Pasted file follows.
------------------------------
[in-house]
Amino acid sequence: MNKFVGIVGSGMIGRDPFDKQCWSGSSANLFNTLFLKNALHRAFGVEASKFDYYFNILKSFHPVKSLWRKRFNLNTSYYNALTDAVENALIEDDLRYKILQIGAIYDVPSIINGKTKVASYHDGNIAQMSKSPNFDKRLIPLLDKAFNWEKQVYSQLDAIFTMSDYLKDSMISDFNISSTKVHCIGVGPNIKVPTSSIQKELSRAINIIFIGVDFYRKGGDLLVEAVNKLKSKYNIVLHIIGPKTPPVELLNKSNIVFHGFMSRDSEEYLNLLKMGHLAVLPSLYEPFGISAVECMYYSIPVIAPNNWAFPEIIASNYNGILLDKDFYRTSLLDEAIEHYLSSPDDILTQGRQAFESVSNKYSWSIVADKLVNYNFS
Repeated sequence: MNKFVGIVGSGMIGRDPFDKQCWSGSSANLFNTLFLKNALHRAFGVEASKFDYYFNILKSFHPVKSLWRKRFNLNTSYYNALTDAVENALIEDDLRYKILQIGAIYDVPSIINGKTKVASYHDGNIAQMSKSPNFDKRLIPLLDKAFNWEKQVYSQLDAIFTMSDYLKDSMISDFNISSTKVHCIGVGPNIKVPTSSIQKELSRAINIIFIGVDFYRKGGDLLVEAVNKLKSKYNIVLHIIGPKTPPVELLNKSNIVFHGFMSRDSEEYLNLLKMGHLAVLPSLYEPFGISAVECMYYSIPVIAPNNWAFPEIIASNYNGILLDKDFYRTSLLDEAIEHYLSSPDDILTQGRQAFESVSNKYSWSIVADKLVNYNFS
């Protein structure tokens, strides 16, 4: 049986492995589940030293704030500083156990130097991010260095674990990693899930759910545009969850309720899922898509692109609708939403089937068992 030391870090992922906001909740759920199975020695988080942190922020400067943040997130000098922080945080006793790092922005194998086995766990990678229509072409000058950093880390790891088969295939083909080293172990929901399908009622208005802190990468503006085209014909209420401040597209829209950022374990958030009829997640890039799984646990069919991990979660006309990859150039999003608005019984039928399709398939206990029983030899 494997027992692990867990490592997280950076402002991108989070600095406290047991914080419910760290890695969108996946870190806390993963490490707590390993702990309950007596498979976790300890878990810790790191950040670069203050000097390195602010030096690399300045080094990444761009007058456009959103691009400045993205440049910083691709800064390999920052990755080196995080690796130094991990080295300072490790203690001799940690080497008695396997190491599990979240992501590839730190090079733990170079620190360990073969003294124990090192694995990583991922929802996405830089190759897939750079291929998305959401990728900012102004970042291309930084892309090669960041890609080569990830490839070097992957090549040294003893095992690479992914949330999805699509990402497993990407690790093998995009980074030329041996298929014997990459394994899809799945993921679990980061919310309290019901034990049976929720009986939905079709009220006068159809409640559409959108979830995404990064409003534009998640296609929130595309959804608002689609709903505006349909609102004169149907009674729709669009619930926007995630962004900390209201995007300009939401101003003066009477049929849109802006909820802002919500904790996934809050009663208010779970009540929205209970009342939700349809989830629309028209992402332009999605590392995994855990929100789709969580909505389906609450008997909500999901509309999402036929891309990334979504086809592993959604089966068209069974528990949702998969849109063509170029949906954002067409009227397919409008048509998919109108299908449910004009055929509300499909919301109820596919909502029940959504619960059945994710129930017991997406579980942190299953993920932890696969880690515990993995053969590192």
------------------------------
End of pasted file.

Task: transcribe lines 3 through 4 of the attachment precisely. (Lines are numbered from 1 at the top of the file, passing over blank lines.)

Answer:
Repeated sequence: MNKFVGIVGSGMIGRDPFDKQCWSGSSANLFNTLFLKNALHRAFGVEASKFDYYFNILKSFHPVKSLWRKRFNLNTSYYNALTDAVENALIEDDLRYKILQIGAIYDVPSIINGKTKVASYHDGNIAQMSKSPNFDKRLIPLLDKAFNWEKQVYSQLDAIFTMSDYLKDSMISDFNISSTKVHCIGVGPNIKVPTSSIQKELSRAINIIFIGVDFYRKGGDLLVEAVNKLKSKYNIVLHIIGPKTPPVELLNKSNIVFHGFMSRDSEEYLNLLKMGHLAVLPSLYEPFGISAVECMYYSIPVIAPNNWAFPEIIASNYNGILLDKDFYRTSLLDEAIEHYLSSPDDILTQGRQAFESVSNKYSWSIVADKLVNYNFS
């Protein structure tokens, strides 16, 4: 049986492995589940030293704030500083156990130097991010260095674990990693899930759910545009969850309720899922898509692109609708939403089937068992 030391870090992922906001909740759920199975020695988080942190922020400067943040997130000098922080945080006793790092922005194998086995766990990678229509072409000058950093880390790891088969295939083909080293172990929901399908009622208005802190990468503006085209014909209420401040597209829209950022374990958030009829997640890039799984646990069919991990979660006309990859150039999003608005019984039928399709398939206990029983030899 494997027992692990867990490592997280950076402002991108989070600095406290047991914080419910760290890695969108996946870190806390993963490490707590390993702990309950007596498979976790300890878990810790790191950040670069203050000097390195602010030096690399300045080094990444761009007058456009959103691009400045993205440049910083691709800064390999920052990755080196995080690796130094991990080295300072490790203690001799940690080497008695396997190491599990979240992501590839730190090079733990170079620190360990073969003294124990090192694995990583991922929802996405830089190759897939750079291929998305959401990728900012102004970042291309930084892309090669960041890609080569990830490839070097992957090549040294003893095992690479992914949330999805699509990402497993990407690790093998995009980074030329041996298929014997990459394994899809799945993921679990980061919310309290019901034990049976929720009986939905079709009220006068159809409640559409959108979830995404990064409003534009998640296609929130595309959804608002689609709903505006349909609102004169149907009674729709669009619930926007995630962004900390209201995007300009939401101003003066009477049929849109802006909820802002919500904790996934809050009663208010779970009540929205209970009342939700349809989830629309028209992402332009999605590392995994855990929100789709969580909505389906609450008997909500999901509309999402036929891309990334979504086809592993959604089966068209069974528990949702998969849109063509170029949906954002067409009227397919409008048509998919109108299908449910004009055929509300499909919301109820596919909502029940959504619960059945994710129930017991997406579980942190299953993920932890696969880690515990993995053969590192």